Let us say, for example, that the previous states of agents A and B up to decisions D(A) and D(B) (say, S1(A) and S1(B) are all of those states) give some courses of action C(1,A), .., C(n,A) (and the same for B; C(1,B), etc.) some expected values V(1,A) > V(2,A) >...> V(n,A), where V(n,A) is a large negative value, and V(1,A ) is a large positive value (and the same for B) - if needed, we may even posit that the agents consciously assign numerical values, though this is not required I think. No other courses of action have been evaluated.

Yet, in spite of that, states S1(A) do not determine (causally or in any way, if there possibly is another way) that C(1,A) will happen. They do not even determine that one of the C(j,A) will happen, for some j. The same goes for agent B. Those previous states might make it probable that C(1,A) (respectively, C(1,B)) will happen, if there is some non-epistemic sense of probability (a matter on which I take no stance), but they do not determine it.

However, as it happens, in the first mental state after S1(A) (say, S2(A)), A intends to implement C(n,A) (if time and mental states are not discrete but are continuous, S2(A) will approach S1(A) indefinitely, but still to the extent we can talk about determined or non-determined states, the point of the scenario is that be that something will change in a way that goes strongly against the values up to that point), whereas in the respective case for B, in S2(B) she intends to implement a state that is not one of the C(j,B), and hadn't been considered before.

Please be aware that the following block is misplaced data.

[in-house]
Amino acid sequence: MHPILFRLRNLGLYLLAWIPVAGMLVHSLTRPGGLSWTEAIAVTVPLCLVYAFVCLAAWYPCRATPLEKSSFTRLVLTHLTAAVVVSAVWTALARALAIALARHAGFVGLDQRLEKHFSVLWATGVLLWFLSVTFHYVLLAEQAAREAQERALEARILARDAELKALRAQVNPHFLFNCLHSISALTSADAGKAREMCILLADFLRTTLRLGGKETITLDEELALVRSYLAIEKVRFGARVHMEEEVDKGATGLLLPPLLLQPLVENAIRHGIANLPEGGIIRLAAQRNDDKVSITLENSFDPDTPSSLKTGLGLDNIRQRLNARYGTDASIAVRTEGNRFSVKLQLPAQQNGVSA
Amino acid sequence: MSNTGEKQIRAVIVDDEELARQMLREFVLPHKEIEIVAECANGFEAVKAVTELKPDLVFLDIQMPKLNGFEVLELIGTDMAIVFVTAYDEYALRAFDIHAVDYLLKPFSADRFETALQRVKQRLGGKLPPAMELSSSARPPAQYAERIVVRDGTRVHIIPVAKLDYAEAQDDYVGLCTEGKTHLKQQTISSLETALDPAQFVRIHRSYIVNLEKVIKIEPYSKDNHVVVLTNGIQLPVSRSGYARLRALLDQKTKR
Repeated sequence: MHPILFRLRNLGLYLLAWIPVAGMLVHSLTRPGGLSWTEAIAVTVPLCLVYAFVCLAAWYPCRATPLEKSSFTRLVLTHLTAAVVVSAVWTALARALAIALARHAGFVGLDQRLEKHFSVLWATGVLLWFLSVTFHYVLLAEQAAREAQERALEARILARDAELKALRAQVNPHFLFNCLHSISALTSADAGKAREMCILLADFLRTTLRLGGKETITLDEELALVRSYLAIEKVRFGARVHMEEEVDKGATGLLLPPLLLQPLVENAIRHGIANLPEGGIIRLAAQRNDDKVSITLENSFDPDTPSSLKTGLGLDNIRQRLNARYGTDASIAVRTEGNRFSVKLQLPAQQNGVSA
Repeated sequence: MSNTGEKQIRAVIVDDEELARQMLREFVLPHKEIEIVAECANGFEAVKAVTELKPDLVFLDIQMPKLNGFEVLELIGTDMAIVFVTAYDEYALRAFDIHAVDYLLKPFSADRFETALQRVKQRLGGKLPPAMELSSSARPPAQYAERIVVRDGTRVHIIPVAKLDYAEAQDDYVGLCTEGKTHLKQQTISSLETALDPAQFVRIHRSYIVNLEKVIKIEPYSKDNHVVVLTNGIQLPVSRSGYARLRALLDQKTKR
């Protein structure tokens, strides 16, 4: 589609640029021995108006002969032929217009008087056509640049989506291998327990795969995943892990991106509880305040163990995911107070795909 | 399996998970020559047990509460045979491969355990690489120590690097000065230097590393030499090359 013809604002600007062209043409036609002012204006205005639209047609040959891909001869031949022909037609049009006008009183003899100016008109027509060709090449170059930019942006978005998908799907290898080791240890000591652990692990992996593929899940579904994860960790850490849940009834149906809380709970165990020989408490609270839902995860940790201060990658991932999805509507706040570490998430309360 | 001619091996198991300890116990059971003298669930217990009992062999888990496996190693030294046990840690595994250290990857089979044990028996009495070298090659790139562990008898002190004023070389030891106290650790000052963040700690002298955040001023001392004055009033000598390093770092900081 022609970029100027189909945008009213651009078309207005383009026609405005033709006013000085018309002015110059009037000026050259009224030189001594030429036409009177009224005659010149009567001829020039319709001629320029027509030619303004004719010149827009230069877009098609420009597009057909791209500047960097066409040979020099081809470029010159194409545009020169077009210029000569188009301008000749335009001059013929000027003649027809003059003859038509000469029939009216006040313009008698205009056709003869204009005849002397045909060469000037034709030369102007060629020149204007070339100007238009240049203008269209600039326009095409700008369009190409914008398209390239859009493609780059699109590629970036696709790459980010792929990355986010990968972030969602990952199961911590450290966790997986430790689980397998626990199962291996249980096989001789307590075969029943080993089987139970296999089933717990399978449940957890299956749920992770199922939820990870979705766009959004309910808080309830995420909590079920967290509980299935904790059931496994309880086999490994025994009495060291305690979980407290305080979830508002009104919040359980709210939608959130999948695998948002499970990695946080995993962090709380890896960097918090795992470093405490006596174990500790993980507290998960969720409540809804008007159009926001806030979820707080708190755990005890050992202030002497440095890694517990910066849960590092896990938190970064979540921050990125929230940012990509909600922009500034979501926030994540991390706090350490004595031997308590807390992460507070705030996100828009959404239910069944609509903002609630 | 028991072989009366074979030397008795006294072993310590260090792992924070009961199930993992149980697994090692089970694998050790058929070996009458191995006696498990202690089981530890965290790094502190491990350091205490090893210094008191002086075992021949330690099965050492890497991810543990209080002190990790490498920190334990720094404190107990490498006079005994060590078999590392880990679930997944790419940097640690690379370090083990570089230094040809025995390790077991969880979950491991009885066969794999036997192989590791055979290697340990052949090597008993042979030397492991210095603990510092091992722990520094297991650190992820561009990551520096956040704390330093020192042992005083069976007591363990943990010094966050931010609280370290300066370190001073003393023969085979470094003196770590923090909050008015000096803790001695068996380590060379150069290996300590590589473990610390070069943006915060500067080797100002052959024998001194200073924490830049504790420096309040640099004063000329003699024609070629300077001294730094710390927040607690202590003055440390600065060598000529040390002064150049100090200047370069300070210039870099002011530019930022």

In those cases, my assessment is that neither agent made a free choice. In fact, it seems to me that from the description of the events, they made no choice at all - rather, the "choice" happened to them.
That's independent of whether or not there are souls. If humans or other agents have souls, I would still say we are not souls but souls and some other stuff, but regardless of what we are, the previous states I'm considering in S1(A) and S1(B) include any previous states of the souls if there is one, in any higher reference frame or whatever reference frame there is.

The upshot seems to be: [probably] while we do not need determination by previous states in order to have freedom, we do need causation by previous states, and causation of a specific sort. Lack of the proper sort of causation results in either non-free (or less free, depending on the case) choices, or events that are not choices in the first place.

Hi Marcus,

I have two questions about the "disappearing agent" argument. Consider the characters in the P2P videogame. They kinda-sorta have beliefs and desires; at the very least, they say things to each other which are naturally interpreted as attributions of beliefs and desire to self and others. But at the same time, we, the players in our higher reference frame, also have beliefs and desires. Would you agree that our beliefs and desires are *more relevant* to explaining the actions of characters in the game, than the beliefs and desires (or "beliefs" and "desires") of the characters?

Second, I ask you to say more about the relation between higher-reference-frame beliefs and desires and higher-reference-frame decisions. Do the beliefs and desires constrain the decisions at all? Do they make decisions more probable when the beliefs and desires favor them? Because if not, it's enough to give one a serious case of (Sartrean) vertigo.